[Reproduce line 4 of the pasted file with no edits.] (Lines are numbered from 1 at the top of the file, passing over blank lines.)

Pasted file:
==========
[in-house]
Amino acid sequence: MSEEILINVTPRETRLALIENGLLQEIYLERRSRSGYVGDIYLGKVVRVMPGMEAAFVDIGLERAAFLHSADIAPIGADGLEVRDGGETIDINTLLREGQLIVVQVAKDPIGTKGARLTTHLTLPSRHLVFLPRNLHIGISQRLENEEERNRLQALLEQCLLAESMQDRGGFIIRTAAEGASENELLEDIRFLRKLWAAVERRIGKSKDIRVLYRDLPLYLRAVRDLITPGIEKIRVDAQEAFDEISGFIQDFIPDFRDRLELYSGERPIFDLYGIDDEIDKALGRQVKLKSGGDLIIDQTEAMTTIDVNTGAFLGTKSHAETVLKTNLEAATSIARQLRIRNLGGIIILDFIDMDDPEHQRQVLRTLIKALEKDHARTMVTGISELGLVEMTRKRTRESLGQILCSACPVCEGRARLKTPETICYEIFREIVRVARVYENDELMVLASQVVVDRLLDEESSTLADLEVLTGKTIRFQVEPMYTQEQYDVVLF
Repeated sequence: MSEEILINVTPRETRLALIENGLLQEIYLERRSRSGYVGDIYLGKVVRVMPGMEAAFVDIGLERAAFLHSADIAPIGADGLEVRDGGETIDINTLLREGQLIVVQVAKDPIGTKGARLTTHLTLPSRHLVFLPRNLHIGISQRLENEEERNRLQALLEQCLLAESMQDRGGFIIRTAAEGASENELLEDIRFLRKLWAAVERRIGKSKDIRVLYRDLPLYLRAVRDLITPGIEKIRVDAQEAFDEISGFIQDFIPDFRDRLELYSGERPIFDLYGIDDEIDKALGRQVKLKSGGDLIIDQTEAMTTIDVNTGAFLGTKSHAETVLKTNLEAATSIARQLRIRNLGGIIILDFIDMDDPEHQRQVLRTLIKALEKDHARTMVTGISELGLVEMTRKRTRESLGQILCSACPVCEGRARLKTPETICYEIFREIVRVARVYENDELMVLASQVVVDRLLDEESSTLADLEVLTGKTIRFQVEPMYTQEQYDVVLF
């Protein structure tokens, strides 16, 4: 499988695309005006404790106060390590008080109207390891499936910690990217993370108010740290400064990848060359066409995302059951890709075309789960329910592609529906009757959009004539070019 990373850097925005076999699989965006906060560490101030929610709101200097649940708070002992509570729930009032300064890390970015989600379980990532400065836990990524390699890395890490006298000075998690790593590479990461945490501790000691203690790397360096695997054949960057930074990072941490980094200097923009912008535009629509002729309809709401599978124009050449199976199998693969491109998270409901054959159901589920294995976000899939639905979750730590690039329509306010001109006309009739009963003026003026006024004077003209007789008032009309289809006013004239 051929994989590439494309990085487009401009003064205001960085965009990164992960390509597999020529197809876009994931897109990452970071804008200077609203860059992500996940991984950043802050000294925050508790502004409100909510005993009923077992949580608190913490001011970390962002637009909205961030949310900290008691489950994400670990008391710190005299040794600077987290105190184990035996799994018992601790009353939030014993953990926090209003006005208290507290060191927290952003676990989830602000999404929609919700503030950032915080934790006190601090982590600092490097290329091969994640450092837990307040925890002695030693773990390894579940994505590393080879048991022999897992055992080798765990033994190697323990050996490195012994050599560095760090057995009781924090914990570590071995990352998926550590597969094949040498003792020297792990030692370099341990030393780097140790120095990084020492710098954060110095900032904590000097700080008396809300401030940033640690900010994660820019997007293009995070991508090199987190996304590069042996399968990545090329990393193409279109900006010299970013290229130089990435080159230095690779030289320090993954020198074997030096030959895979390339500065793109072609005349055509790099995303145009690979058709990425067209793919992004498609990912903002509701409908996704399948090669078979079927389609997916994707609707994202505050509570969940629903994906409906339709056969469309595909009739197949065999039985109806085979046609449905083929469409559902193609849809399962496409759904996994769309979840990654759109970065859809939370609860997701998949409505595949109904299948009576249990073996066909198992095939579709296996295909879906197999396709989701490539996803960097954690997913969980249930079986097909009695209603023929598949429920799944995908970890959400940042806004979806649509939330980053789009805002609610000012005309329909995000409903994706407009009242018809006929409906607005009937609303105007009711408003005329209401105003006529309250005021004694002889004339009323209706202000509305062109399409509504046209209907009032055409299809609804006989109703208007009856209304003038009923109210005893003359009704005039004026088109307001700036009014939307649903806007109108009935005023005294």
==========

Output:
């Protein structure tokens, strides 16, 4: 499988695309005006404790106060390590008080109207390891499936910690990217993370108010740290400064990848060359066409995302059951890709075309789960329910592609529906009757959009004539070019 990373850097925005076999699989965006906060560490101030929610709101200097649940708070002992509570729930009032300064890390970015989600379980990532400065836990990524390699890395890490006298000075998690790593590479990461945490501790000691203690790397360096695997054949960057930074990072941490980094200097923009912008535009629509002729309809709401599978124009050449199976199998693969491109998270409901054959159901589920294995976000899939639905979750730590690039329509306010001109006309009739009963003026003026006024004077003209007789008032009309289809006013004239 051929994989590439494309990085487009401009003064205001960085965009990164992960390509597999020529197809876009994931897109990452970071804008200077609203860059992500996940991984950043802050000294925050508790502004409100909510005993009923077992949580608190913490001011970390962002637009909205961030949310900290008691489950994400670990008391710190005299040794600077987290105190184990035996799994018992601790009353939030014993953990926090209003006005208290507290060191927290952003676990989830602000999404929609919700503030950032915080934790006190601090982590600092490097290329091969994640450092837990307040925890002695030693773990390894579940994505590393080879048991022999897992055992080798765990033994190697323990050996490195012994050599560095760090057995009781924090914990570590071995990352998926550590597969094949040498003792020297792990030692370099341990030393780097140790120095990084020492710098954060110095900032904590000097700080008396809300401030940033640690900010994660820019997007293009995070991508090199987190996304590069042996399968990545090329990393193409279109900006010299970013290229130089990435080159230095690779030289320090993954020198074997030096030959895979390339500065793109072609005349055509790099995303145009690979058709990425067209793919992004498609990912903002509701409908996704399948090669078979079927389609997916994707609707994202505050509570969940629903994906409906339709056969469309595909009739197949065999039985109806085979046609449905083929469409559902193609849809399962496409759904996994769309979840990654759109970065859809939370609860997701998949409505595949109904299948009576249990073996066909198992095939579709296996295909879906197999396709989701490539996803960097954690997913969980249930079986097909009695209603023929598949429920799944995908970890959400940042806004979806649509939330980053789009805002609610000012005309329909995000409903994706407009009242018809006929409906607005009937609303105007009711408003005329209401105003006529309250005021004694002889004339009323209706202000509305062109399409509504046209209907009032055409299809609804006989109703208007009856209304003038009923109210005893003359009704005039004026088109307001700036009014939307649903806007109108009935005023005294």